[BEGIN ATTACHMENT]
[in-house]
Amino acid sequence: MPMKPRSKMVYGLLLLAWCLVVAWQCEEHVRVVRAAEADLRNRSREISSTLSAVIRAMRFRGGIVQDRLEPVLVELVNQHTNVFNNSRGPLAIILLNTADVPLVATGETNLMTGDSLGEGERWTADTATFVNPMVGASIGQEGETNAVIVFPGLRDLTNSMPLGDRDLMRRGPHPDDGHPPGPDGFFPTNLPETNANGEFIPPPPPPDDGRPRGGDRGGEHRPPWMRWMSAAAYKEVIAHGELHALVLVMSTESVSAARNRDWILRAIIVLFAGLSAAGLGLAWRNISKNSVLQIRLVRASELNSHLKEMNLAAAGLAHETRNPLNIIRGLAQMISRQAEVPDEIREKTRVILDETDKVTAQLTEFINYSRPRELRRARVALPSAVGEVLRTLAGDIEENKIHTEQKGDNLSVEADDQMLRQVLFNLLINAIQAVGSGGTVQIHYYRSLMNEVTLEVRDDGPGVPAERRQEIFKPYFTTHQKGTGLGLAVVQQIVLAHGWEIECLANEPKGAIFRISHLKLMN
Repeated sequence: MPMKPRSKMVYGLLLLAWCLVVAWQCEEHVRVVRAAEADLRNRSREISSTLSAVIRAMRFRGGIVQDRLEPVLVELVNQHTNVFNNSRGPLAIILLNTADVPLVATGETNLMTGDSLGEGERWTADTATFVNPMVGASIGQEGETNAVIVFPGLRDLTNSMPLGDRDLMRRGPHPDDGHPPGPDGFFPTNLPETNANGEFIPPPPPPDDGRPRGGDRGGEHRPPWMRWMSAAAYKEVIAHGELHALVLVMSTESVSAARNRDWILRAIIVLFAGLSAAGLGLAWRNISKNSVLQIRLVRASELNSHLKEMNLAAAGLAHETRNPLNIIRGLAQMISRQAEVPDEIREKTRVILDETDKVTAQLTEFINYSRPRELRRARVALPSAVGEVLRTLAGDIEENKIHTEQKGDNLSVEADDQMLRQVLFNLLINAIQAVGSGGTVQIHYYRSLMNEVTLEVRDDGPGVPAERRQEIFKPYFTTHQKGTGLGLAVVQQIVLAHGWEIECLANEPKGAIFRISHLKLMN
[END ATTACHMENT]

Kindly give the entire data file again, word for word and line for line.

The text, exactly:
[in-house]
Amino acid sequence: MPMKPRSKMVYGLLLLAWCLVVAWQCEEHVRVVRAAEADLRNRSREISSTLSAVIRAMRFRGGIVQDRLEPVLVELVNQHTNVFNNSRGPLAIILLNTADVPLVATGETNLMTGDSLGEGERWTADTATFVNPMVGASIGQEGETNAVIVFPGLRDLTNSMPLGDRDLMRRGPHPDDGHPPGPDGFFPTNLPETNANGEFIPPPPPPDDGRPRGGDRGGEHRPPWMRWMSAAAYKEVIAHGELHALVLVMSTESVSAARNRDWILRAIIVLFAGLSAAGLGLAWRNISKNSVLQIRLVRASELNSHLKEMNLAAAGLAHETRNPLNIIRGLAQMISRQAEVPDEIREKTRVILDETDKVTAQLTEFINYSRPRELRRARVALPSAVGEVLRTLAGDIEENKIHTEQKGDNLSVEADDQMLRQVLFNLLINAIQAVGSGGTVQIHYYRSLMNEVTLEVRDDGPGVPAERRQEIFKPYFTTHQKGTGLGLAVVQQIVLAHGWEIECLANEPKGAIFRISHLKLMN
Repeated sequence: MPMKPRSKMVYGLLLLAWCLVVAWQCEEHVRVVRAAEADLRNRSREISSTLSAVIRAMRFRGGIVQDRLEPVLVELVNQHTNVFNNSRGPLAIILLNTADVPLVATGETNLMTGDSLGEGERWTADTATFVNPMVGASIGQEGETNAVIVFPGLRDLTNSMPLGDRDLMRRGPHPDDGHPPGPDGFFPTNLPETNANGEFIPPPPPPDDGRPRGGDRGGEHRPPWMRWMSAAAYKEVIAHGELHALVLVMSTESVSAARNRDWILRAIIVLFAGLSAAGLGLAWRNISKNSVLQIRLVRASELNSHLKEMNLAAAGLAHETRNPLNIIRGLAQMISRQAEVPDEIREKTRVILDETDKVTAQLTEFINYSRPRELRRARVALPSAVGEVLRTLAGDIEENKIHTEQKGDNLSVEADDQMLRQVLFNLLINAIQAVGSGGTVQIHYYRSLMNEVTLEVRDDGPGVPAERRQEIFKPYFTTHQKGTGLGLAVVQQIVLAHGWEIECLANEPKGAIFRISHLKLMN